The removal of four mega-dams on the Klamath river in the United States has come a step closer with the announcement of an agreement in principal that won’t need Congressional approval.
The dams have caused serious pollution, and, in 2002, 65,000 adult salmon died in the Klamath in the biggest fish kill in history.
After the dams were constructed, the Klamath was polluted by a cesspool of algae and there was a dangerous level of toxins in the water.
The new agreement in principle has been signed by representatives from the state governments of California and Oregon, the federal government – via the departments of the interior and commerce – and the dams’ owner, PacifiCorp.
Anti-dam protesters had succeeded in obtaining historic restoration accords under which the four dams on the Klamath, which flows through Oregon and California, were due to be demolished in the biggest dam removal in world history.
However, one of the agreements, the Klamath Basin Restoration Agreement (KBRA), which did need Congressional approval, was blocked at committee stage and expired on December 31, 2015.
There were two other documents in the restoration plan: the Klamath Hydropower Settlement Agreement (KHSA), signed in 2010, and the Upper Klamath Basin Comprehensive Agreement (UKBCA), signed in 2014.
Neither the KHSA nor the UKBCA, which deals specifically with natural resource management, including water rights, expired.
It is the KHSA that will be amended under the new accord, which is currently non-binding.
The four parties to the agreement in principle say they will work together with the more than forty signatories of the KHSA in the coming weeks to develop amendments that would facilitate removal of the Klamath dams.
The target date for signing an amended version of the KHSA is February 29.
The director of the non-profit organisation Klamath Riverkeeper, Konrad Fisher, says removal of the four dams will benefit everyone who depends on the river for jobs, food, recreation, and cultural survival.
“We are encouraged by this alternative path to un-dam the Klamath River by 2020. Moving forward, we will work to ensure that any water sharing agreements protect endangered fish and traditional food sources for tribal members.”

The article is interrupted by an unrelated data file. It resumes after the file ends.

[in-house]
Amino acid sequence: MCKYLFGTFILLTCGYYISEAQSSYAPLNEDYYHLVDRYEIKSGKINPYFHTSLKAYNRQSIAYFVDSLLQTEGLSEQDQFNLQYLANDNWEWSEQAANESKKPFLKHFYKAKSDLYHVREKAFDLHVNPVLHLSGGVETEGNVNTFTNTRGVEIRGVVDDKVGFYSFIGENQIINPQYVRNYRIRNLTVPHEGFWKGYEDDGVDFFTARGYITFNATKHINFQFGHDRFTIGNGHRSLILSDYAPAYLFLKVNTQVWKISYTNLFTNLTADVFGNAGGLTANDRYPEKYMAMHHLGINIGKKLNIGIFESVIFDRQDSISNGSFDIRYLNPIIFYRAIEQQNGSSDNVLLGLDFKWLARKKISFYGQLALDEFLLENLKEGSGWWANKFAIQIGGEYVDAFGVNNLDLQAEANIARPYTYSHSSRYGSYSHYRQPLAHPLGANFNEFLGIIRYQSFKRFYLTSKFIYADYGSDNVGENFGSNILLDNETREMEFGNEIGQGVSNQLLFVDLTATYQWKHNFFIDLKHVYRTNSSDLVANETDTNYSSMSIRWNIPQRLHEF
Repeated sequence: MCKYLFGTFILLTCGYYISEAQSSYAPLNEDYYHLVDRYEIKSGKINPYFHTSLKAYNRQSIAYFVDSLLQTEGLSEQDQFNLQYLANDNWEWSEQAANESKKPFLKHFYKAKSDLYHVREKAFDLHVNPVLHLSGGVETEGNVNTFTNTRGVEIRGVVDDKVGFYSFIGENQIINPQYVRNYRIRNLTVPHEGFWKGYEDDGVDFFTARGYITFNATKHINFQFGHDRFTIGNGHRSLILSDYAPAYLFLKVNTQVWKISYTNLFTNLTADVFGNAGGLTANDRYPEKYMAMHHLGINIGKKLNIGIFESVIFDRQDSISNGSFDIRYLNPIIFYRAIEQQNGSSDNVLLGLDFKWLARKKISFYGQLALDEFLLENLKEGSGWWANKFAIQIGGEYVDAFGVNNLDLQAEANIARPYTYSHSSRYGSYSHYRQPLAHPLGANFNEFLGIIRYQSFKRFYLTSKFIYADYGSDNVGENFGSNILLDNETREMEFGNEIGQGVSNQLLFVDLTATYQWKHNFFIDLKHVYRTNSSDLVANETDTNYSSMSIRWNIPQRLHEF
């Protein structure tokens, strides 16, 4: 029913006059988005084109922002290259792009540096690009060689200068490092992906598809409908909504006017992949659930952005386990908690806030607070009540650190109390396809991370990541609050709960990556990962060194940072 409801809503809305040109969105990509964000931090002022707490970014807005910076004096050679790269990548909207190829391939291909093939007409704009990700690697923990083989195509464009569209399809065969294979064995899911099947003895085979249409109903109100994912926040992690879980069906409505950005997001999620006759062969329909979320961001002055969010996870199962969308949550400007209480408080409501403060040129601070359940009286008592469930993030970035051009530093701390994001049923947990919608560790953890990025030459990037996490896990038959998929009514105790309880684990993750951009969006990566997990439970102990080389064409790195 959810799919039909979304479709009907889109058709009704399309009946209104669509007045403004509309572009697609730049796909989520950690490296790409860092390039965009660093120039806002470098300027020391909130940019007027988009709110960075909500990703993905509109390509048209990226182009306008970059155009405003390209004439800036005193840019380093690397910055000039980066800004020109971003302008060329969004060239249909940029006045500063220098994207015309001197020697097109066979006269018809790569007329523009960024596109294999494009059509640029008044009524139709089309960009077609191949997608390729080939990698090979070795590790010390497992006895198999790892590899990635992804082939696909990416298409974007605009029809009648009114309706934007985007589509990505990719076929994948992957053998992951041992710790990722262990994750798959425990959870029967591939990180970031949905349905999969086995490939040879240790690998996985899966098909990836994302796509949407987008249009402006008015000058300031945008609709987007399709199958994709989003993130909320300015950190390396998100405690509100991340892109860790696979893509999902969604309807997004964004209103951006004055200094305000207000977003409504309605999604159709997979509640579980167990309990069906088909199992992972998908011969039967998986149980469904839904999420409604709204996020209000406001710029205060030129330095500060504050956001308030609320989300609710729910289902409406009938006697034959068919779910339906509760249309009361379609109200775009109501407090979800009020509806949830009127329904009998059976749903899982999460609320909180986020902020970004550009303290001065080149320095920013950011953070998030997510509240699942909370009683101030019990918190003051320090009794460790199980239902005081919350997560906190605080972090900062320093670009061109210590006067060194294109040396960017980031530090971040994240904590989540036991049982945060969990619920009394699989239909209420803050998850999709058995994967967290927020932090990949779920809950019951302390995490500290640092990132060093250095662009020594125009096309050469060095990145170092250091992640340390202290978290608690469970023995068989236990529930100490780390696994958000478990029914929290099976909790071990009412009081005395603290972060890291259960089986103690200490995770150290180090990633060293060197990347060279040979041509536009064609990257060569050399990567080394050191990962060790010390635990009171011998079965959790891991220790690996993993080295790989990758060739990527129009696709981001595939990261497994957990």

This week’s decision marks a huge victory in the decade-long campaign to un-dam the Klamath, Fisher says.
“Dam removal is the most cost-effective way to achieve legally-mandated water quality improvements, and will save electricity ratepayers a lot of money.”
Under the new agreement in principle, funding provisions that were in the original restoration accords remain: PacfiCorp’s costs will be capped at US$200 million, which has been collected from its ratepayers, and the government of California will use $250 million of state bond money that has already been set aside to help pay for decommissioning.
The amended KHSA will be submitted for consideration through the established processes of the Federal Energy Regulatory Commission (FERC), which involve public comment.
If the new accord is approved, PacifiCorp would transfer title of the Klamath river dams to a non-federal entity that would assume liability and take the appropriate steps to decommission and remove the dams in 2020.
Fisheries biologist and river activist in the Klamath basin, Nat Pennington (pictured below), says the new agreement in principle is a “huge success”. He’s still cautious, but says he’s feeling more optimistic about the restoration of salmon in the Klamath than ever before. “It’s the best I’ve felt about the fixing of the river in my life.”
Nat Pennington speaking at the World Indigenous Summit on Environment and Rivers in Sarawak, Malaysia, in October 2015.
There’s still a lot of work to be done, Pennington says. “I’ll feel much happier and confident when the dams are actually being demolished. But this is a huge victory.
“PacifiCorp has done a 180-degree turnaround from the stance they had about six years ago. When we started the negotiations, they were completely against dam removal, and now they are aggressively pursuing it.”
The four PacifiCorp dams on the Klamath are authorised for hydroelectric power generation. Regulations require that the dams need to be retrofitted to provide passage for salmon, steelhead, and other fish.
PacificCorp says it would rather decommission the aging dams than pay to retrofit them to meet modern water quality and fish passage standards.
Pennington says he’s fine with the 2020 start date for removal.
“Given that this is potentially the largest ever river restoration project in world history, we really have to make sure we do our due diligence, and research the best possible way to move forward with this project. I feel like we owe it to the world to set a good example.
“If PacificCorp plays it smart, no strings will be attached to the new agreement in principle. People may ask for certain guarantees – in relation to the terms of the KBRA, for instance – and there may be lawsuits if those requests aren’t granted, but, if PacificCorp is motivated to remove its dams, I don’t think any of these things could derail the agreement.”
‘Hard work and collaboration’
The US Secretary of the Interior, Sally Jewell, says the Klamath agreements were the culmination of years of hard work and collaboration across a diverse and committed coalition of parties. “We can’t let that local vision go unfulfilled.”
National Oceanic and Atmospheric Administration (NOAA) administrator Kathryn Sullivan said: “The agreement in principle continues the momentum built by those who crafted the original Klamath agreements.